I first read about Pyrroloquinoline Quinone or PQQ about 15 years ago. It was discovered in 1979 and was found to be an essential growth factor for bacteria. That led to the idea that PQQ may be the first new vitamin discovered in about 80 years. For while, it was thought to be essential to the growth process in humans, since that's the way it functioned in bacteria. But it turned out that the same growth process that occurs in bacteria isn't duplicated in humans. As such, PQQ soon lost its candidacy as a new vitamin. But PQQ turned out to have a few other qualities, mainly related to the development of new mitochondria in cells. The mitochondria are cigar-shaped organelles located in the portion of cells outside the cell nucleus known as the cytoplasm. Mitochondria are often called the "powerhouse" of cells, and the designation is fitting because the mitochondria are the site of both energy production that leads to adenosine triphosphate or ATP, the most elemental form of cellular energy, as well as the site of fat oxidation in a process called beta-oxidation. As such, mitochondria supply both energy to cells and affect the ability to oxidize fat. These are important features to anyone involved in bodybuilding, fitness, or sports. In recent years, however, the importance of mitochondria has reached new heights as ongoing studies show that they are heavily involved in the aging process, as well as maintaining energetic tissues of the body, including those in the brain and heart. Some scientists think that the aging of muscles is largely due to a gradual loss of mitochondria in muscle over the years. When mitochondria die out in cells, eventually the cell itself either dies or undergoes cellular senescence, which means that the cell is still there, but is not functioning or replicating anymore.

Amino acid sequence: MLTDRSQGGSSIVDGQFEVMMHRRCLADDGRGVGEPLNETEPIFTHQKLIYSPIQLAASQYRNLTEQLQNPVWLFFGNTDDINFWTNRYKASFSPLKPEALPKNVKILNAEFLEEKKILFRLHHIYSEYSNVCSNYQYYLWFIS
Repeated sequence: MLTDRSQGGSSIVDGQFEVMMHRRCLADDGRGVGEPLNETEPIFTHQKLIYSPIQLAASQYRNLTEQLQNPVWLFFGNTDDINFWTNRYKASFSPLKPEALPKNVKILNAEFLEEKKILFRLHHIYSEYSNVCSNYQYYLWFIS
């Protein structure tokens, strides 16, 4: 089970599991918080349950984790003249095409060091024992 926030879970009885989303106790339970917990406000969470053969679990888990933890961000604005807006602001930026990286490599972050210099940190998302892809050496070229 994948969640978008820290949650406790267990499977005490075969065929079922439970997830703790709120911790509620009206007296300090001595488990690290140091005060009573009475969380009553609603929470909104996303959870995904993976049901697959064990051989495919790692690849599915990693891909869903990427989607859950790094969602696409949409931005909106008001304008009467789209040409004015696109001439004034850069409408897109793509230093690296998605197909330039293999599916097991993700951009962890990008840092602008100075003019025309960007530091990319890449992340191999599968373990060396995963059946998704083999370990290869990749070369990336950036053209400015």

When animals are made deficient in PQQ, growth, and reproduction ceases. Indeed, this is what made scientists initially consider PQQ as a new vitamin for humans. But subsequent studies showed that PQQ didn't have the same effect in humans as it does in animals, which is why animal studies should always be considered just preliminary studies, not evidence for similar effects in humans. On the other hand, PQQ does exist in high levels in human milk, although exactly what it's doing there isn't known. It is also produced in minute amounts in the human body. In the body, PQQ binds to quinoproteins and modifies their activity. It may also work with another nutrient called coenzyme Q10, which also works as an antioxidant and promoter of mitochondrial activity. One interesting thing about PQQ is that it is a potent redox substance. That means it both promotes and prevents oxidation in the body. And as an antioxidant, it is far more potent than other common antioxidant nutrients, such as vitamins C and E. Some studies suggest it may be . . .